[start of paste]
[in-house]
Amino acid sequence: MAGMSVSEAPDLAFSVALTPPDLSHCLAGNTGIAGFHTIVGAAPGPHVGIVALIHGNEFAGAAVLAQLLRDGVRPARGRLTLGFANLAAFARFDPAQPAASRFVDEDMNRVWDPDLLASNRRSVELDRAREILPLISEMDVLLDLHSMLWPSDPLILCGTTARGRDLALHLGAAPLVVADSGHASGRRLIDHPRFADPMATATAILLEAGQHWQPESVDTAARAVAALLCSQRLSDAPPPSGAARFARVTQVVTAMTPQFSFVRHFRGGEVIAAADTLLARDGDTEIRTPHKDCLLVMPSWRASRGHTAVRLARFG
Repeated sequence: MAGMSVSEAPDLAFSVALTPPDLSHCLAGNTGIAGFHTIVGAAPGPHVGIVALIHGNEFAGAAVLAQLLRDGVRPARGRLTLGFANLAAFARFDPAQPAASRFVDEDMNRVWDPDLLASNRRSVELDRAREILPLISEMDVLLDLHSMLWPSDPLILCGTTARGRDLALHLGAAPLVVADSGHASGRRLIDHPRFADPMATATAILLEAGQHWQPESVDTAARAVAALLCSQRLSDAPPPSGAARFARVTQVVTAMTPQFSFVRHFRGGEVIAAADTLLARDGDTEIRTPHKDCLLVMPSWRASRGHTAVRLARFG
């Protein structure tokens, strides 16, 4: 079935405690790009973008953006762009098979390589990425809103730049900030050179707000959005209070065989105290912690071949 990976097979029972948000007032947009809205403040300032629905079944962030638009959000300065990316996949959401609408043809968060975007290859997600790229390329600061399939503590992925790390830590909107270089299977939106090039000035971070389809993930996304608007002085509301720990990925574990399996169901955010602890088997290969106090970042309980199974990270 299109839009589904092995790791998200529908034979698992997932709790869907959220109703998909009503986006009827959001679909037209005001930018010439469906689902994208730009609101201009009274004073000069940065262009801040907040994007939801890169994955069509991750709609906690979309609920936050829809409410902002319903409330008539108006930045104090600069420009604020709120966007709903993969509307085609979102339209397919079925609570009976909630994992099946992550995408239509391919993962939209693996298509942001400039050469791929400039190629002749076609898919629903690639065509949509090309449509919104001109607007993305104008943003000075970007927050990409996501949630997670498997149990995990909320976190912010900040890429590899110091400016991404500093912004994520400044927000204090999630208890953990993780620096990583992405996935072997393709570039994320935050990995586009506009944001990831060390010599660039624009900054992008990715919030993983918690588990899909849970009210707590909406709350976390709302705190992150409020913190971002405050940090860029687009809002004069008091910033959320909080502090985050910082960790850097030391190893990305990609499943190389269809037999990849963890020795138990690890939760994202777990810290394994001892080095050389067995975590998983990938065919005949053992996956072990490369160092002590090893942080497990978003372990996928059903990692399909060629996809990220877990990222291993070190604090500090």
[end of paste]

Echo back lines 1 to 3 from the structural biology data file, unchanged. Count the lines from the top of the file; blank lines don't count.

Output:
[in-house]
Amino acid sequence: MAGMSVSEAPDLAFSVALTPPDLSHCLAGNTGIAGFHTIVGAAPGPHVGIVALIHGNEFAGAAVLAQLLRDGVRPARGRLTLGFANLAAFARFDPAQPAASRFVDEDMNRVWDPDLLASNRRSVELDRAREILPLISEMDVLLDLHSMLWPSDPLILCGTTARGRDLALHLGAAPLVVADSGHASGRRLIDHPRFADPMATATAILLEAGQHWQPESVDTAARAVAALLCSQRLSDAPPPSGAARFARVTQVVTAMTPQFSFVRHFRGGEVIAAADTLLARDGDTEIRTPHKDCLLVMPSWRASRGHTAVRLARFG
Repeated sequence: MAGMSVSEAPDLAFSVALTPPDLSHCLAGNTGIAGFHTIVGAAPGPHVGIVALIHGNEFAGAAVLAQLLRDGVRPARGRLTLGFANLAAFARFDPAQPAASRFVDEDMNRVWDPDLLASNRRSVELDRAREILPLISEMDVLLDLHSMLWPSDPLILCGTTARGRDLALHLGAAPLVVADSGHASGRRLIDHPRFADPMATATAILLEAGQHWQPESVDTAARAVAALLCSQRLSDAPPPSGAARFARVTQVVTAMTPQFSFVRHFRGGEVIAAADTLLARDGDTEIRTPHKDCLLVMPSWRASRGHTAVRLARFG